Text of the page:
Explore the ScaleUp Annual Review 2021

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Resolving regional funding disparities

Scaleups are hungry for growth capital. Our latest survey shows they are far more likely to use external finance than their SME peers; more than eight in ten use external funding as part of their growth strategy. Yet just under half (45%) do not feel they have access to the right funding for their needs.

This gap is exacerbated by regional disparities. In its first annual Regions and Nations Tracker Report published in October the British Business Bank found very different levels of access to equity finance and private debt.

According to the report, London, the South East, the North West and the East of England account for 86% of equity deals despite hosting just 55% of businesses. By contrast, Scotland accounts for just 3.2% of equity investment while hosting 6.2% of the business population. Similarly, Yorkshire and the Humber accounts for just 1.5% of equity investment and 4.9% of private debt activity while hosting 7.2% of businesses.

It also found that uneven distribution of growth finance is largely driven by the presence of local investors, rather than a lack of high growth potential businesses. Distance matters – in 82% of equity investment stakes between 2011 and 2020, the investor and company are within two hours of each other; 61% are within one hour of each other. Rural business owners more likely to inject personal funds into their business than urban entrepreneurs because of a lack of growth finance options.

And scaleups recognise this trend. In the ScaleUp survey 41% of regional scaleup leaders tell us they feel that most funding resides in London and the South East, compared to 20% among their peers in London and the South East.

To develop insights into these disparities and to explore solutions the ScaleUp Institute and the British Business Bank jointly hosted roundtables with the ecosystem in eight English regions plus Wales and Scotland in 2021.

Among the central themes that emerged during the discussions were that it was vital to continue to build investment capacity at local level, that more innovation funding growth and long-term patient capital are needed and that development of regional funds should continue.

Participants across the regions identified that scaling businesses need to be better prepared so that they can pitch in the correct way to potential investors. In the South East and East and South East Midlands they said there was a need for business leaders to be better educated in financial modelling and forecasts. Schemes like Help to Grow should include a financial modelling element to tackle the issue while more should be done to give businesses access to peer networks so that they could learn from the experience of others and build contacts.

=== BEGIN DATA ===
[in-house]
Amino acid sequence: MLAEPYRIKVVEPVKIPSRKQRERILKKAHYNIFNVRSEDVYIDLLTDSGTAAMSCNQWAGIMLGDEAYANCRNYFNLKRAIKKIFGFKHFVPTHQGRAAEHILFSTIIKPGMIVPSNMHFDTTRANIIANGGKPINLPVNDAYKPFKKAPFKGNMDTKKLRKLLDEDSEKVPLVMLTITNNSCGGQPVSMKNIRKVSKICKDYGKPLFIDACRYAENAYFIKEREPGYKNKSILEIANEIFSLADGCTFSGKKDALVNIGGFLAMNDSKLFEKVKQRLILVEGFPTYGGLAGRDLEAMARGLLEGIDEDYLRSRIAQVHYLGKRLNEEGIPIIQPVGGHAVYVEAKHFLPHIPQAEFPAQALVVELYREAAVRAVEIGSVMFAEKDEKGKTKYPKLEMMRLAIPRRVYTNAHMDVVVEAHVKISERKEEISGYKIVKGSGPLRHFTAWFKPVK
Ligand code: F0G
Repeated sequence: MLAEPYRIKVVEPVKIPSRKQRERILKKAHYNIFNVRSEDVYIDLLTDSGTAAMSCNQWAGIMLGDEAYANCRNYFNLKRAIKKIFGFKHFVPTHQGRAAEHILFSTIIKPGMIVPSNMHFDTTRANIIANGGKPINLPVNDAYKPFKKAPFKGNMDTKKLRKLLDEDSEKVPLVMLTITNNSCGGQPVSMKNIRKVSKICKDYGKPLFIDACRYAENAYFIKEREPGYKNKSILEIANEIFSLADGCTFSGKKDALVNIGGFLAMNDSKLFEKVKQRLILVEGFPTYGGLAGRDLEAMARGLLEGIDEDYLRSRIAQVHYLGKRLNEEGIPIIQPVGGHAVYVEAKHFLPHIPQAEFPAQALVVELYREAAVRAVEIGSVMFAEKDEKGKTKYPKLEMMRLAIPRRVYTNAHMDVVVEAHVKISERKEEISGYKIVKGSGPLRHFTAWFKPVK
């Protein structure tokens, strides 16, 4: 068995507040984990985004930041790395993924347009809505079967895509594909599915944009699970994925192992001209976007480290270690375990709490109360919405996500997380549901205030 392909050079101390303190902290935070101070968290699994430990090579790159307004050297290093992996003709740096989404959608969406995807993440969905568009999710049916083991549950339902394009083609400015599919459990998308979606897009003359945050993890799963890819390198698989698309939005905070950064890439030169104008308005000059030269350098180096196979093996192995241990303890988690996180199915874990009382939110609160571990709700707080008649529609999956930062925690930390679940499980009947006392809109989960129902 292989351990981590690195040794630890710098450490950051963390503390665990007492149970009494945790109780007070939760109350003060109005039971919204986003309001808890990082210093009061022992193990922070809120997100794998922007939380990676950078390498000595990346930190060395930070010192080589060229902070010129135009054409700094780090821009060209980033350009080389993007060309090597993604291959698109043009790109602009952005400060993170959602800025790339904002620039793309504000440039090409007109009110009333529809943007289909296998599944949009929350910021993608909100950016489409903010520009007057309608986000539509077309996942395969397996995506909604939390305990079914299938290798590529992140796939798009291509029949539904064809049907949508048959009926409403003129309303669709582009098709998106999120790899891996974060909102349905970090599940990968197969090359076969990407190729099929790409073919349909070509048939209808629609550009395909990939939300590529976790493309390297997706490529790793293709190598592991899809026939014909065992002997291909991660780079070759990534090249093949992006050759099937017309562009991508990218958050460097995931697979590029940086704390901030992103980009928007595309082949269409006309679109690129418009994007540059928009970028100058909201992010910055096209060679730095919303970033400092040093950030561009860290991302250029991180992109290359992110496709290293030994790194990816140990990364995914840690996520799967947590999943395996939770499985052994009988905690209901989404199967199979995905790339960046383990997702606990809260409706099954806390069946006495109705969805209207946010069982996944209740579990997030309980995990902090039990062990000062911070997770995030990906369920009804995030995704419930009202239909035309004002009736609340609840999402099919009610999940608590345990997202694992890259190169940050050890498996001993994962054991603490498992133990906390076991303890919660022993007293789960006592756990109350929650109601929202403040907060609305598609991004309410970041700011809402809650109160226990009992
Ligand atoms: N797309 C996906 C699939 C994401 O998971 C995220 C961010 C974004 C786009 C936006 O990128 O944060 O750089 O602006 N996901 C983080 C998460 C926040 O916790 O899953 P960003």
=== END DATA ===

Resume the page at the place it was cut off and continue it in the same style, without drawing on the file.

Another strong point that emerged was that the problem of funding was not always caused by a lack of funds but the gap between investors and scaleups. Investors needed to connect better with scaleups. Across the board, there was a strong affirmation that bankers and advisors as well as the ecosystem needed a better understanding of scaleups and finance offerings at national and local level.

The roundtables produced several powerful recommendations for resolving funding issues. Many of the regions requested the development of a central point of regional information to help businesses understand their local financial ecosystem and the options available to them. Alongside this there should be better referral mechanisms to ensure that if one equity finance provider is not right for a particular business, there is the opportunity for that firm to be referred on to other equity providers, or to wider development programmes to take them to their next stage of growth.. We believe the BBB Finance Hub and the ScaleUp Institute’s Support Finder can play an important and joined up role here by promoting endorsed case studies and highlighting what is operating in different regions. In addition, participants recommended further enhanced relationship engagement of scaling businesses with sector knowledge building upon available data sources and existing programmes with experience scaling businesses and identified impact.

To resolve the knowledge gaps between scaleups and investors participants proposed more information and education sessions for scaleup businesses particularly outside the South East to navigate the funding landscape better and to avoid potential barriers on their scaling journey. And they called for better promotion of regional businesses and use of these assets in brand building, using as a base the Scaleup Index and other regional resources to showcase local success, indicating that the regions should make better use of these assets in brand building. Investors could also be encouraged to support scaleups through the creation of toolkits such as the Invest in Creative Toolkit developed by UKBAA and the ScaleUp Institute and launched in June which is designed to increase knowledge about the opportunities for investing in creative industries.

In addition, the ScaleUp Institute and the British Business Bank have already begun the process of raising awareness of scaleups in the advisory community through virtual round tables in four English regions as well as Northern Ireland and Wales.

The ecosystem is enthusiastic and motivated to overcome this regional funding challenge for scaleups and want regular roundtable discussions to bring together the regional ecosystem. The ScaleUp Institute shares the view that this is a very valuable approach and will continue to work with the regional ecosystem to maintain the momentum for change.

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